The ships that come to one of the greatest harbors in the world. Advertisements
From footprints to fossils, this gem of Amherst College is a must for museum enthusiasts.
I almost left my family for this sandwich.
Dodging madmen and hell-raisers in my commute has led me to revile other drivers, yet in an attempt to be drive more safely, I need to trade this notion for another: these folks are just like me.
I’m one of the skeptics. I’m one of the downers. And if the Olympics show up in this great city, I plan to be way out of town.
After nearly five years rolling around the streets of Boston, testing different commutes, and learning the habits of my fellow motorists, I am no longer a frightened, angry driver. I am now a refined angry Boston driver. And my instincts are hardened with the knowledge that anything can happen.
Every adult should rekindle the joy of being a kid. For me, it came in the form of a kick scooter. I recently purchased a Fuzion CityGlide that feels wonderful to ride in the city, and I’ve soaked up the jealous glare of many a pedestrian. Well, the latter statement might be an exaggeration. ….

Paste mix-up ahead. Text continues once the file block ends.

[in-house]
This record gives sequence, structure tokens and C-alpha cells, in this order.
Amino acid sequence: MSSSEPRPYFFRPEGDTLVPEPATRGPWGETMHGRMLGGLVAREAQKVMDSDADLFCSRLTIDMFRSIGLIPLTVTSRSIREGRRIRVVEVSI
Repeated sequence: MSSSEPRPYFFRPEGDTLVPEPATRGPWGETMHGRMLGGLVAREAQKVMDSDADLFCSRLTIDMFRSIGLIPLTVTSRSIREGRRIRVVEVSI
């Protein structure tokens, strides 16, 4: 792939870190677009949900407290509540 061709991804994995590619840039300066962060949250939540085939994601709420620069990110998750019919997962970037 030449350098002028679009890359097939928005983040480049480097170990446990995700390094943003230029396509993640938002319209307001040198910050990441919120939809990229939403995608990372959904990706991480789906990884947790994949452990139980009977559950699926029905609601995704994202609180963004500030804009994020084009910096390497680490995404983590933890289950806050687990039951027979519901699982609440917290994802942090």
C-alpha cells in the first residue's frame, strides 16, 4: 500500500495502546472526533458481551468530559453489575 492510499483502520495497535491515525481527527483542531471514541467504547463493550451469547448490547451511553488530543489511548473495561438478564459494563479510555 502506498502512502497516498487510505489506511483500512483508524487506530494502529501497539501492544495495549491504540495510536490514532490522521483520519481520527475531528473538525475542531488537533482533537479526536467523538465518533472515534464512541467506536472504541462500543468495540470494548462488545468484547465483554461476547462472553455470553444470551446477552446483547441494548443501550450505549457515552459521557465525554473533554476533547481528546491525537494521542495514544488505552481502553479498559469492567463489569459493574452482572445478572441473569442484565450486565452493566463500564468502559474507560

The road belongs to you. This is where you long for the destination, an embracing picture of comfort and family. Out here, we all share the same things. We will spend that stretch in contemplation. Something in the repetition of white paint and reflectors and passing lights. The mind wanders further on that road than…
The lady in the red Saab. When she heard a siren at the intersection, she stopped at a green light, popped the hazards, and waited for the ambulance to get through. This is atypical behavior for Boston drivers. Uncommon. Unusual. This never ever happens in the city. And that disturbs me. Urban motorists are bereft…
There are some who say that Boston drivers are the angriest motorists in the history of mankind. My opinion? I’ll let you know after tonight’s commute.
I honestly didn’t think much of my outfit this morning: black jacket, black ball cap, black sunglasses, and a backpack. But then I caught my reflection in a store window as I emerged from the subway . . . and I looked disturbingly familiar.
The plastic thingy to the left of my steering wheel was installed to save my life. In a simple flick of my wrist, I can inform other drivers of my intended direction. But the others don’t use their blinkers. The others don’t let me know. I am compelled to become an amateur sleuth and delve…